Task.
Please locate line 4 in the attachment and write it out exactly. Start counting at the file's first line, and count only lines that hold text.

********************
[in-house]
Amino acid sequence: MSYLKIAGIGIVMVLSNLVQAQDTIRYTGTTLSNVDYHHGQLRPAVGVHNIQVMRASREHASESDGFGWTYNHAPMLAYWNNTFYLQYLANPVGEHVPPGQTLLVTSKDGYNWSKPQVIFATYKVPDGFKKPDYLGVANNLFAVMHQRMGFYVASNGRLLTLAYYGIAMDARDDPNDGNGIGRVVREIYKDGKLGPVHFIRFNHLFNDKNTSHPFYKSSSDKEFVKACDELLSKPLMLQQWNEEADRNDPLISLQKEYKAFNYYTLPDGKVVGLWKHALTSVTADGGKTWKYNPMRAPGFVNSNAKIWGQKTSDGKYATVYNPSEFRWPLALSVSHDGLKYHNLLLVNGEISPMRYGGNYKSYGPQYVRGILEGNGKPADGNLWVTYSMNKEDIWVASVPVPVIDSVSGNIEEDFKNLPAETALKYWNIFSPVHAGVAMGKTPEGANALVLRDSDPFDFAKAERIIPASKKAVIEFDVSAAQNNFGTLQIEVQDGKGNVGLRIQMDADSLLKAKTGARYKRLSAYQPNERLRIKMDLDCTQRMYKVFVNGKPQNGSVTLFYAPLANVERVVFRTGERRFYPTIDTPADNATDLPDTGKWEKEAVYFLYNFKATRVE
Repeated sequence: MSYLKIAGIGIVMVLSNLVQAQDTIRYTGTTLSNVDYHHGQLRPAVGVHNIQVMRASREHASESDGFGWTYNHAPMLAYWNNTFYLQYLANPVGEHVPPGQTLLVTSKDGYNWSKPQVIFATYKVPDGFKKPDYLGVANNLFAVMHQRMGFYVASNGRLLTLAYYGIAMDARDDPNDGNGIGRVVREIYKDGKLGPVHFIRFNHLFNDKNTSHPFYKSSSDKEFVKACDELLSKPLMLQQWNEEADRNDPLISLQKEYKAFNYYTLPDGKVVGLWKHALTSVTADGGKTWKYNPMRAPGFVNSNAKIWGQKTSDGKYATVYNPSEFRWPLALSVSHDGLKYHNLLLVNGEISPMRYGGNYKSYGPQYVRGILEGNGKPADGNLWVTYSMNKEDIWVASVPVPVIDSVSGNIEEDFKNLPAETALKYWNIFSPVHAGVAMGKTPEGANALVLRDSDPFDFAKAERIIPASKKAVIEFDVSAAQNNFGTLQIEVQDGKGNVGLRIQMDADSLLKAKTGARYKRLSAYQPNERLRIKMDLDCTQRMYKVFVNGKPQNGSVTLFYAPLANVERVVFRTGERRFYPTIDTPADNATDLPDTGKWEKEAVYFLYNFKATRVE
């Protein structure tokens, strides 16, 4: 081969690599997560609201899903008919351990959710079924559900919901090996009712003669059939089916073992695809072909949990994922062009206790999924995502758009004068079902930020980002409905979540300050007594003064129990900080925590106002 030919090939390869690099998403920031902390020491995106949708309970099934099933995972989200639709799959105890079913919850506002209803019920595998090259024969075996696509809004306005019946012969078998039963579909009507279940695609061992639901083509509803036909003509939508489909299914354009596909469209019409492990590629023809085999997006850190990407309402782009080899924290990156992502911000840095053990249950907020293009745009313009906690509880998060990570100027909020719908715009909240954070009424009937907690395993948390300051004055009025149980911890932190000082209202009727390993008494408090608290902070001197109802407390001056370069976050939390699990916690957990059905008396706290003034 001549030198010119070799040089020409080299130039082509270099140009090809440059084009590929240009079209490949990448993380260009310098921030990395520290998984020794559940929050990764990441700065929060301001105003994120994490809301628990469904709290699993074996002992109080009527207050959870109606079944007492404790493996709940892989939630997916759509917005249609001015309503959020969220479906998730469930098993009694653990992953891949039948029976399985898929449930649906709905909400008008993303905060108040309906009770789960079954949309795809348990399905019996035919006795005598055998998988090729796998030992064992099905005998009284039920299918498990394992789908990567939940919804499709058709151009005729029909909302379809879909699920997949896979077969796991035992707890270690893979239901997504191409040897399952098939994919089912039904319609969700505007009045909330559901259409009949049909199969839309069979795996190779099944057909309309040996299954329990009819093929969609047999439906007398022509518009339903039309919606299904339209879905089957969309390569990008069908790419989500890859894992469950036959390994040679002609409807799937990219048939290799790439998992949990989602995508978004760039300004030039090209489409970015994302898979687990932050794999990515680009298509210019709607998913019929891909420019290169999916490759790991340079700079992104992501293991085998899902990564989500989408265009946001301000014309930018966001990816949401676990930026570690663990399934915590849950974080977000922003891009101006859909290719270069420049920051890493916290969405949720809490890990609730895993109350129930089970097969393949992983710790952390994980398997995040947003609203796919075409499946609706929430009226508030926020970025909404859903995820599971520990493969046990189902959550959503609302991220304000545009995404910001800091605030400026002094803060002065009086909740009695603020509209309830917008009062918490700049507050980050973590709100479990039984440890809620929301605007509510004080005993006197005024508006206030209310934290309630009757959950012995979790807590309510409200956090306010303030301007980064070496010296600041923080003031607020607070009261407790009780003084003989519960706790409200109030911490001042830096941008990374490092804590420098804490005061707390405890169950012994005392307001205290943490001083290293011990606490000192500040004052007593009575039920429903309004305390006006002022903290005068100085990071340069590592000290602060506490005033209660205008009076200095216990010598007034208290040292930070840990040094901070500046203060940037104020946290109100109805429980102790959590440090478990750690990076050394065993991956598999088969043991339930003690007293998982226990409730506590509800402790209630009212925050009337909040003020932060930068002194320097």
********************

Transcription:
């Protein structure tokens, strides 16, 4: 081969690599997560609201899903008919351990959710079924559900919901090996009712003669059939089916073992695809072909949990994922062009206790999924995502758009004068079902930020980002409905979540300050007594003064129990900080925590106002 030919090939390869690099998403920031902390020491995106949708309970099934099933995972989200639709799959105890079913919850506002209803019920595998090259024969075996696509809004306005019946012969078998039963579909009507279940695609061992639901083509509803036909003509939508489909299914354009596909469209019409492990590629023809085999997006850190990407309402782009080899924290990156992502911000840095053990249950907020293009745009313009906690509880998060990570100027909020719908715009909240954070009424009937907690395993948390300051004055009025149980911890932190000082209202009727390993008494408090608290902070001197109802407390001056370069976050939390699990916690957990059905008396706290003034 001549030198010119070799040089020409080299130039082509270099140009090809440059084009590929240009079209490949990448993380260009310098921030990395520290998984020794559940929050990764990441700065929060301001105003994120994490809301628990469904709290699993074996002992109080009527207050959870109606079944007492404790493996709940892989939630997916759509917005249609001015309503959020969220479906998730469930098993009694653990992953891949039948029976399985898929449930649906709905909400008008993303905060108040309906009770789960079954949309795809348990399905019996035919006795005598055998998988090729796998030992064992099905005998009284039920299918498990394992789908990567939940919804499709058709151009005729029909909302379809879909699920997949896979077969796991035992707890270690893979239901997504191409040897399952098939994919089912039904319609969700505007009045909330559901259409009949049909199969839309069979795996190779099944057909309309040996299954329990009819093929969609047999439906007398022509518009339903039309919606299904339209879905089957969309390569990008069908790419989500890859894992469950036959390994040679002609409807799937990219048939290799790439998992949990989602995508978004760039300004030039090209489409970015994302898979687990932050794999990515680009298509210019709607998913019929891909420019290169999916490759790991340079700079992104992501293991085998899902990564989500989408265009946001301000014309930018966001990816949401676990930026570690663990399934915590849950974080977000922003891009101006859909290719270069420049920051890493916290969405949720809490890990609730895993109350129930089970097969393949992983710790952390994980398997995040947003609203796919075409499946609706929430009226508030926020970025909404859903995820599971520990493969046990189902959550959503609302991220304000545009995404910001800091605030400026002094803060002065009086909740009695603020509209309830917008009062918490700049507050980050973590709100479990039984440890809620929301605007509510004080005993006197005024508006206030209310934290309630009757959950012995979790807590309510409200956090306010303030301007980064070496010296600041923080003031607020607070009261407790009780003084003989519960706790409200109030911490001042830096941008990374490092804590420098804490005061707390405890169950012994005392307001205290943490001083290293011990606490000192500040004052007593009575039920429903309004305390006006002022903290005068100085990071340069590592000290602060506490005033209660205008009076200095216990010598007034208290040292930070840990040094901070500046203060940037104020946290109100109805429980102790959590440090478990750690990076050394065993991956598999088969043991339930003690007293998982226990409730506590509800402790209630009212925050009337909040003020932060930068002194320097």